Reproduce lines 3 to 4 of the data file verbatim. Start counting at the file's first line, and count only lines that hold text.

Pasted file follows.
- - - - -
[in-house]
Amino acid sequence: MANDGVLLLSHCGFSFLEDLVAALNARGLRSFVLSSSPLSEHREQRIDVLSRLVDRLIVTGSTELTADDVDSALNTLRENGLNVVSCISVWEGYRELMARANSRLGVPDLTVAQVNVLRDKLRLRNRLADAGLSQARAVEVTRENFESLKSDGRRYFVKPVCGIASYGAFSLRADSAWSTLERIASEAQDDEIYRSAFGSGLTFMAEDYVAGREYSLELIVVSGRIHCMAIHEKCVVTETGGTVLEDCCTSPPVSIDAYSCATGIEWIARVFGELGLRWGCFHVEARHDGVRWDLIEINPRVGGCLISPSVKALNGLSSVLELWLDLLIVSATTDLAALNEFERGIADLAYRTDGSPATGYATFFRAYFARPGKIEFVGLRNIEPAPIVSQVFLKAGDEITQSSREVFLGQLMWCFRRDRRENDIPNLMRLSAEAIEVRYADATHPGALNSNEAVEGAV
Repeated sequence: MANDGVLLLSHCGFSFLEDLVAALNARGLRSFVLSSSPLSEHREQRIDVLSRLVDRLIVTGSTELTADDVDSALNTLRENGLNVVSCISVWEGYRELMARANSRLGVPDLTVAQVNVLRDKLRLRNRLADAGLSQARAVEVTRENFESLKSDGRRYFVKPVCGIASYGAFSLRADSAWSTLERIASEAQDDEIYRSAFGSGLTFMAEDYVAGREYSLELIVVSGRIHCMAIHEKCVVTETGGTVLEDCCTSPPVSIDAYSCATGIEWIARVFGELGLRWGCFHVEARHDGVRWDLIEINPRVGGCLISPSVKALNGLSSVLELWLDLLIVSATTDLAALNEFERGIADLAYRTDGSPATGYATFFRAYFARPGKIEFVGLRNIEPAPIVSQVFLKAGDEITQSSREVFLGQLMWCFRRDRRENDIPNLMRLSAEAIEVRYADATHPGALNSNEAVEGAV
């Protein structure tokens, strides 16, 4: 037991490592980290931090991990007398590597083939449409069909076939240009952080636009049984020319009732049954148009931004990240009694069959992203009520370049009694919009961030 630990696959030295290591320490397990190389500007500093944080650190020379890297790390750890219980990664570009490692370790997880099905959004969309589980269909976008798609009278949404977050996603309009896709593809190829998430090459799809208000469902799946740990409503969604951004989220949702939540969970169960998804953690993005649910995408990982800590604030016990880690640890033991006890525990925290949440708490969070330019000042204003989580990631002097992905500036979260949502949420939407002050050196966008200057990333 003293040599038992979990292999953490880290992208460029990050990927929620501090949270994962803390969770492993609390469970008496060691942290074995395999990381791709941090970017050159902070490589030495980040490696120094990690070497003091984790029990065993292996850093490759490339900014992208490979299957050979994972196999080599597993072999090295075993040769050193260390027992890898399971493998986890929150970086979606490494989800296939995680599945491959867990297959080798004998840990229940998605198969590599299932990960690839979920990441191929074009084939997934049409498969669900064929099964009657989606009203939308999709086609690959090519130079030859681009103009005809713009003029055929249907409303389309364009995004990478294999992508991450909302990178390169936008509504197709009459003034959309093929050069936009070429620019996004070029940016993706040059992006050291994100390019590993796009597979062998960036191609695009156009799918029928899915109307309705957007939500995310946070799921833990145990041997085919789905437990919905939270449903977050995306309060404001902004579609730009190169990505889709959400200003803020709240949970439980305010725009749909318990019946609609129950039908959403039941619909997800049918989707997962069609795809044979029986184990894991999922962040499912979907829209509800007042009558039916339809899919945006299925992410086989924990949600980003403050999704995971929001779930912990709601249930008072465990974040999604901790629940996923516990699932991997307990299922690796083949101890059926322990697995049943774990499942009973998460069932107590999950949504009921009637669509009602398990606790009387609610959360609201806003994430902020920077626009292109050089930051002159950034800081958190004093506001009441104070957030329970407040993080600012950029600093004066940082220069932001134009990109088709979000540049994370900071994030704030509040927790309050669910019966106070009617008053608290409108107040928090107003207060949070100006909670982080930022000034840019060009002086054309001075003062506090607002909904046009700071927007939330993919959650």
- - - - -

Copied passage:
Repeated sequence: MANDGVLLLSHCGFSFLEDLVAALNARGLRSFVLSSSPLSEHREQRIDVLSRLVDRLIVTGSTELTADDVDSALNTLRENGLNVVSCISVWEGYRELMARANSRLGVPDLTVAQVNVLRDKLRLRNRLADAGLSQARAVEVTRENFESLKSDGRRYFVKPVCGIASYGAFSLRADSAWSTLERIASEAQDDEIYRSAFGSGLTFMAEDYVAGREYSLELIVVSGRIHCMAIHEKCVVTETGGTVLEDCCTSPPVSIDAYSCATGIEWIARVFGELGLRWGCFHVEARHDGVRWDLIEINPRVGGCLISPSVKALNGLSSVLELWLDLLIVSATTDLAALNEFERGIADLAYRTDGSPATGYATFFRAYFARPGKIEFVGLRNIEPAPIVSQVFLKAGDEITQSSREVFLGQLMWCFRRDRRENDIPNLMRLSAEAIEVRYADATHPGALNSNEAVEGAV
């Protein structure tokens, strides 16, 4: 037991490592980290931090991990007398590597083939449409069909076939240009952080636009049984020319009732049954148009931004990240009694069959992203009520370049009694919009961030 630990696959030295290591320490397990190389500007500093944080650190020379890297790390750890219980990664570009490692370790997880099905959004969309589980269909976008798609009278949404977050996603309009896709593809190829998430090459799809208000469902799946740990409503969604951004989220949702939540969970169960998804953690993005649910995408990982800590604030016990880690640890033991006890525990925290949440708490969070330019000042204003989580990631002097992905500036979260949502949420939407002050050196966008200057990333 003293040599038992979990292999953490880290992208460029990050990927929620501090949270994962803390969770492993609390469970008496060691942290074995395999990381791709941090970017050159902070490589030495980040490696120094990690070497003091984790029990065993292996850093490759490339900014992208490979299957050979994972196999080599597993072999090295075993040769050193260390027992890898399971493998986890929150970086979606490494989800296939995680599945491959867990297959080798004998840990229940998605198969590599299932990960690839979920990441191929074009084939997934049409498969669900064929099964009657989606009203939308999709086609690959090519130079030859681009103009005809713009003029055929249907409303389309364009995004990478294999992508991450909302990178390169936008509504197709009459003034959309093929050069936009070429620019996004070029940016993706040059992006050291994100390019590993796009597979062998960036191609695009156009799918029928899915109307309705957007939500995310946070799921833990145990041997085919789905437990919905939270449903977050995306309060404001902004579609730009190169990505889709959400200003803020709240949970439980305010725009749909318990019946609609129950039908959403039941619909997800049918989707997962069609795809044979029986184990894991999922962040499912979907829209509800007042009558039916339809899919945006299925992410086989924990949600980003403050999704995971929001779930912990709601249930008072465990974040999604901790629940996923516990699932991997307990299922690796083949101890059926322990697995049943774990499942009973998460069932107590999950949504009921009637669509009602398990606790009387609610959360609201806003994430902020920077626009292109050089930051002159950034800081958190004093506001009441104070957030329970407040993080600012950029600093004066940082220069932001134009990109088709979000540049994370900071994030704030509040927790309050669910019966106070009617008053608290409108107040928090107003207060949070100006909670982080930022000034840019060009002086054309001075003062506090607002909904046009700071927007939330993919959650």